Perhaps mindful of the time they first met nearly 20 years ago, they looked out onto the world's most romantic city through the face of a giant clock.
The couple, who met while studying for a degree in history of art at St Andrew’s University in Scotland, toured the gallery on the second day of their two-day visit to Paris.
It remained open to the public throughout, prompting gasps from tourists who crowded round to take pictures and videos of the royals on their phones.
Home to some of the greatest works of French and European art produced in the 19th and 20th centuries, they had specifically asked to see one some of Claude Monet’s most famous paintings including one of his water lilies series, painted in 1904.
The French impressionist painted around 250 oil paintings of the flower garden at his home in Giverny, which were the main focus of his artistic output during the last 30 years of his life.
The couple were also shown other Monet masterpieces, including his 1873 work Coquelicots or wild poppies and his "parasol" paintings from 1886 titled, Essai de figure en plain-air femme a l'umbrelle.
They stopped to take a close look at London, Houses of Parliament, which was inspired by Monet's 1871 visit to London when he was struck by the “effects of fog on the Thames”.
William, 34, asked director Laurence des Cars: "This is one of his most famous paintings isn't it?"
The 1904 masterpiece will go on loan to the Tate Britain later this year as part of an exhibition called: “The Impressionists in London”.
The couple were also shown Monet’s La Rue Montorgueil a Paris, a 1878 painting of a street which the Queen visited during her 2004 tour of France.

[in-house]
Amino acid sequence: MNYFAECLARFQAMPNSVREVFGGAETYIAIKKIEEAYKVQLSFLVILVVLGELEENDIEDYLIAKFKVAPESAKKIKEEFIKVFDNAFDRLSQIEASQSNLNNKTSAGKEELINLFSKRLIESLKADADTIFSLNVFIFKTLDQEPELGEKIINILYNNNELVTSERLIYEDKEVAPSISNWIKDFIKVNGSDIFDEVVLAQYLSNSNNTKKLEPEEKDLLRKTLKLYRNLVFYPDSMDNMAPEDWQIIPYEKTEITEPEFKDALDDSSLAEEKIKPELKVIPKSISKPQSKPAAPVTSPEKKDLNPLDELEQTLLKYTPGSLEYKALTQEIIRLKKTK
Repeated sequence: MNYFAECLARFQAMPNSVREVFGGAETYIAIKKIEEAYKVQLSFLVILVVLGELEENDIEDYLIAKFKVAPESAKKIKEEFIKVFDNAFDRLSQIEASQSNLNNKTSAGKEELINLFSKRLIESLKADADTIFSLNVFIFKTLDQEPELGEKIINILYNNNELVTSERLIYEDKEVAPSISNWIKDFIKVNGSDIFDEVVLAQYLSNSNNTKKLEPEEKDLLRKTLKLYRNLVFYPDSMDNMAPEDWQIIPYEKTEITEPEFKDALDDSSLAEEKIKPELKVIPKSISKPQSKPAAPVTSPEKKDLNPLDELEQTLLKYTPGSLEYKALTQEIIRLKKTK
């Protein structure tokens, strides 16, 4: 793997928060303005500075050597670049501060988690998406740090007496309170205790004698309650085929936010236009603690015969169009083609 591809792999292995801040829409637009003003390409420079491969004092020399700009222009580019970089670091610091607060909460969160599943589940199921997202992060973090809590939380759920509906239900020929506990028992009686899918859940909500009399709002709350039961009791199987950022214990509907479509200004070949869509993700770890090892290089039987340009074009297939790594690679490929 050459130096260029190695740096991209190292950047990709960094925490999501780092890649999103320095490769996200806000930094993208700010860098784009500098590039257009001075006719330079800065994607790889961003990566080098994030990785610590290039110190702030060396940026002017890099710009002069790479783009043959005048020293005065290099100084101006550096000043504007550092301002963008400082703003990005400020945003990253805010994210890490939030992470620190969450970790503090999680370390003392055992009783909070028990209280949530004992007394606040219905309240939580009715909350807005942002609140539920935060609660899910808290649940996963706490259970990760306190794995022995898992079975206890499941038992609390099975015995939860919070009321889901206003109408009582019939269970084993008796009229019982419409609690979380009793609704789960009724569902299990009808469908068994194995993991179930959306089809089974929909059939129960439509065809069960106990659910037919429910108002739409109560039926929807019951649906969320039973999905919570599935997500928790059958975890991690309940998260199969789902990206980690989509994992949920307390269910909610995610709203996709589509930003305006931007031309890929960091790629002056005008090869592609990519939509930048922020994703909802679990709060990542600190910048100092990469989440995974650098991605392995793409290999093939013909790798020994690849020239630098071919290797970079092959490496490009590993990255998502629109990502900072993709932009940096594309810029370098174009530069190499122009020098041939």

Art enthusiast Kate, 35, who graduated with a 2:1 in history of art in 2005, asked lots of questions, particularly about Edouard Manet's Olympia, a nude painted in 1863.
Seemingly unfazed by the topless scene, William pointed to a black cat in the picture and was told it was a tongue in cheek addition.
Another painting that caught their eye was Gustave Caillebotte's Raboteurs de Parquet (1875) featuring half-naked men sanding a floor by hand.
A keen photographer, Kate has been patron of the National Portrait Gallery in London since 2012 and is also patron of a charity called The Art Room, which encourages disadvantaged children to express themselves through artistic endeavours.
Kate once said: “I am a firm believer in the power of art to make a difference”.
William, whose father and grandfather are both keen artists, also studied history of art before switching to geography.
It is thought that Kate’s support in convincing him to switch subjects rather than quit university altogether is what first drew them together.
Situated on the left bank of the Seine, the Musee D’Orsay is houses in the former Gare D’Orsay, a Beaux-Arts railway station built between 1898 and 1900.
It holds mainly French art dating from 1848 to 1914 including works by Monet, Manet, Degas, Renoir, Cezanne, Gaugin and Van Gogh.
Having been used as a railway station for more than 80 years, the decision was taken to close it down because its platforms were deemed too short for modern trains.
In 1970 permission was granted to demolish the building but after an eight year row it was finally placed on the list of historic monuments and former French president Georges Pompidou gave the go ahead for it to be turned into an art gallery.
It opened in 1986, with its original clocks remaining as a reminder of its transport heritage.